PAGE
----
20. 20. • Mine working open to the surface. • Funnel shaped hole in ground, with ramp spiraling down along sides, allows moderately deep ore to be reached. • Operation designed to extract minerals that lie close to the surface • It is used when the orebody is near the surface and little overburden (waste rock) needs to be removed. • It is usually employed to exploit a near-surface deposit or one that has a low stripping ratio. • Waste is first removed, then the ore is broken and loaded. • Generally low grade, shallow ore bodies. • Non-selective  all high and low grade zones mined • Mining rate > 20,000 tons mined per day (tpd). • It often necessitates a large capital investment but generally results in high productivity, low operating cost, and good safety conditions. • Design issues: Stripping overburden Location of haul roads Equipment  size of trucks and fleet Pit slope angle and stability Surface Mining methods (Open pit Mining method) 1.1) Open pit Mining method 2 February 2016 Prof. Dr. H.Z. Harraz Presentation Mining Methods, Surface mining
  21. 21. 2 February 2016 Prof. Dr. H.Z. Harraz Presentation Mining Methods, Surface mining 21 Typical Bench Wall Typical Haul Road Typical Non-haul Road benchOutside Dump Catch Berm Typical Open Pit Mine Drill rig Drilling Out a New Pattern Empty haul truck returning to shovel Shovels loading haul trucks Drilled out pattern about to be charged with explosives Top of Main Ramp Out of Open Pit Loaded Haul Truck Going to Run of Mine Stockpile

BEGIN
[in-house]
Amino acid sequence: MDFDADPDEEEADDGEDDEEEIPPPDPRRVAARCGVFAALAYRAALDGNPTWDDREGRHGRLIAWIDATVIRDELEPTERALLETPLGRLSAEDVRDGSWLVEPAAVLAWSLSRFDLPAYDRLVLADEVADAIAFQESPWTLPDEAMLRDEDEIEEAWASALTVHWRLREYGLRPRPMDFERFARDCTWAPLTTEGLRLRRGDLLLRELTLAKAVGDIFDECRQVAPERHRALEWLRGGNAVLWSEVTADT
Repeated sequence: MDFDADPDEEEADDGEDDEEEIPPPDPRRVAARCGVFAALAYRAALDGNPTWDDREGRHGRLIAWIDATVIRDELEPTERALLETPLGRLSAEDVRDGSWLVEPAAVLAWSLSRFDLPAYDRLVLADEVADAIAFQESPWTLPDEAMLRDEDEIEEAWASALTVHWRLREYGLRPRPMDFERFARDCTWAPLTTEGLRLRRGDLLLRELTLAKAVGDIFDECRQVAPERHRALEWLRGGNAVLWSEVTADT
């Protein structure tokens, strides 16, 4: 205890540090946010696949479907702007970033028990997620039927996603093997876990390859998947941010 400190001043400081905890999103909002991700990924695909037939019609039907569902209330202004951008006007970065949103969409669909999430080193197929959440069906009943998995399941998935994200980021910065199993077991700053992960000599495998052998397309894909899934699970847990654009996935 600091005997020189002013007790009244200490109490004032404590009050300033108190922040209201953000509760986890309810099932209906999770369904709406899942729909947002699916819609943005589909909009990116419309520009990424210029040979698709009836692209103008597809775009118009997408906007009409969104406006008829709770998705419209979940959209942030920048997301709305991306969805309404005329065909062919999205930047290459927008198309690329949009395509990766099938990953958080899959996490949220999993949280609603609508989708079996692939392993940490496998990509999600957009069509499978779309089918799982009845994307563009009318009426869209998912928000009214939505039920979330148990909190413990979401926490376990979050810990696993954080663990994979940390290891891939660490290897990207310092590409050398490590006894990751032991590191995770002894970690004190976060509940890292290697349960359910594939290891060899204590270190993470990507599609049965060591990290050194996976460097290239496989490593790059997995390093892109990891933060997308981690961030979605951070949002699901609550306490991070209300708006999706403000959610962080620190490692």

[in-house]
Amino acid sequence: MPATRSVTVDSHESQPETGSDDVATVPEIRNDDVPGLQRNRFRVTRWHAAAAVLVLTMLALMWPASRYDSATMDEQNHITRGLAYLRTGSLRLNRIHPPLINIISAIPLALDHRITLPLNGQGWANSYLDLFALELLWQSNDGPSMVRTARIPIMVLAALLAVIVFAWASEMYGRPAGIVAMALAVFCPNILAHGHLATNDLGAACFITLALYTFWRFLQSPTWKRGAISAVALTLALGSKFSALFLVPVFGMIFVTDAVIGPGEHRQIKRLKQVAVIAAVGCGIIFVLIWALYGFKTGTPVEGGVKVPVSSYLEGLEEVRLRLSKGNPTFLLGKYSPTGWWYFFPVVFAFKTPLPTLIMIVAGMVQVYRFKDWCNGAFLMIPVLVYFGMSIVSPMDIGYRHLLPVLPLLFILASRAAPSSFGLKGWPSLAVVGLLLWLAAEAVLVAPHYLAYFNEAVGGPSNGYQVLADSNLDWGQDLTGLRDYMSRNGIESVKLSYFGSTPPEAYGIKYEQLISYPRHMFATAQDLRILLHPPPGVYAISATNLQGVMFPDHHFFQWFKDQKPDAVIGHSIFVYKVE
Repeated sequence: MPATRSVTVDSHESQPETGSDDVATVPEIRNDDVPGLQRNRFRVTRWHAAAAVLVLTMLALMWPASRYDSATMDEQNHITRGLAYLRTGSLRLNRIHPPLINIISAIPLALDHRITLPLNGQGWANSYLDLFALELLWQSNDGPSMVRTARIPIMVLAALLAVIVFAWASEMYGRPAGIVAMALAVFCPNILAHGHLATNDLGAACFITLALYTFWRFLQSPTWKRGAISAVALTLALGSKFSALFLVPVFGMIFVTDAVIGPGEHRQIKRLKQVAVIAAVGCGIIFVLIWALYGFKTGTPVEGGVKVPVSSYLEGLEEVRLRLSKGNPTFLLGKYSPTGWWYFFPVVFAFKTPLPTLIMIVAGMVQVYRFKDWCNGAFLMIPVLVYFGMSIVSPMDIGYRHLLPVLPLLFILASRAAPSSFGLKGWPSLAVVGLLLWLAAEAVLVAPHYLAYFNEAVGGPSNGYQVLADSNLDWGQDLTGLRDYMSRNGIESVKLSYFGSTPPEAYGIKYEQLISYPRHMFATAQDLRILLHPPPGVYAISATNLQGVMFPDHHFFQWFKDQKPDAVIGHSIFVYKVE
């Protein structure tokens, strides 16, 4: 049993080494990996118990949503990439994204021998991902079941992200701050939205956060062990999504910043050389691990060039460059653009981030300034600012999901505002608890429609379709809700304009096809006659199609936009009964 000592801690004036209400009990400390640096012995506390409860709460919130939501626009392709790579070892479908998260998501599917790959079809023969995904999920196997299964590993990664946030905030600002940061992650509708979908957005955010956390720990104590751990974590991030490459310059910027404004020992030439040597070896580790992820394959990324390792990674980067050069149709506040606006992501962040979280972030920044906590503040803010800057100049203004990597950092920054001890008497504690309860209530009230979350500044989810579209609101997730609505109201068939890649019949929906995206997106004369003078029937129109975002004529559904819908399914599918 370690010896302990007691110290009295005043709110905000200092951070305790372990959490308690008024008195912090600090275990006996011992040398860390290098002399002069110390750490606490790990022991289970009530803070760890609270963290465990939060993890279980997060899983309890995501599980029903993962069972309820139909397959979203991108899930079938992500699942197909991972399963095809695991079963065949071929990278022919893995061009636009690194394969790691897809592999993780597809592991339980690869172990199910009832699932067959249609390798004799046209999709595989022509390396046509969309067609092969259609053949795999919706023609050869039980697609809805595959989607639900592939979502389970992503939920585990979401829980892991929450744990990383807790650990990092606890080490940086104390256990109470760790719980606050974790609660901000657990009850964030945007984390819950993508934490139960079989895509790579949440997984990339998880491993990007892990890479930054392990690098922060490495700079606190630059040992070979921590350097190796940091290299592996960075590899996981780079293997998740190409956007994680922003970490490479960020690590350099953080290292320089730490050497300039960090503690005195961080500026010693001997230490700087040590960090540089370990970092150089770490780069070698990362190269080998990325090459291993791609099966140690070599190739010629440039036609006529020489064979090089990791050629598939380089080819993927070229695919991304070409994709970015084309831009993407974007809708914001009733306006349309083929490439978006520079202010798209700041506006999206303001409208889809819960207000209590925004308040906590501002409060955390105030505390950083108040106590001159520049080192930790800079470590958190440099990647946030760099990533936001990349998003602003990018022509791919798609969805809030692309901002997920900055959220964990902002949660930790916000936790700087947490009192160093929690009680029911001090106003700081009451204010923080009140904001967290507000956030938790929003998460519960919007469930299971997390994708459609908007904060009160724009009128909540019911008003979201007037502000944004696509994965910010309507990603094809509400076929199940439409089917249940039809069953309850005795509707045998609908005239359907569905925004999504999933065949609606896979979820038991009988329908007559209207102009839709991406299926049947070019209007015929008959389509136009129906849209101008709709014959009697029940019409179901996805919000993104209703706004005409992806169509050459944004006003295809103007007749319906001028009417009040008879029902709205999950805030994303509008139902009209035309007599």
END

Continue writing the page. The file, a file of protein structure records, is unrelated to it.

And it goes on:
22. 22. open pit mining: funnel shaped hole in ground, with ramp spiraling down along sides, allows moderately deep ore to be reached. Initial mining for zinc at Franklin and Ogdensburg, New Jersey-USA. Photo I took at Bingham. 4 km in diameter 1 km in depth, at its zenith 400000 tons of rock per day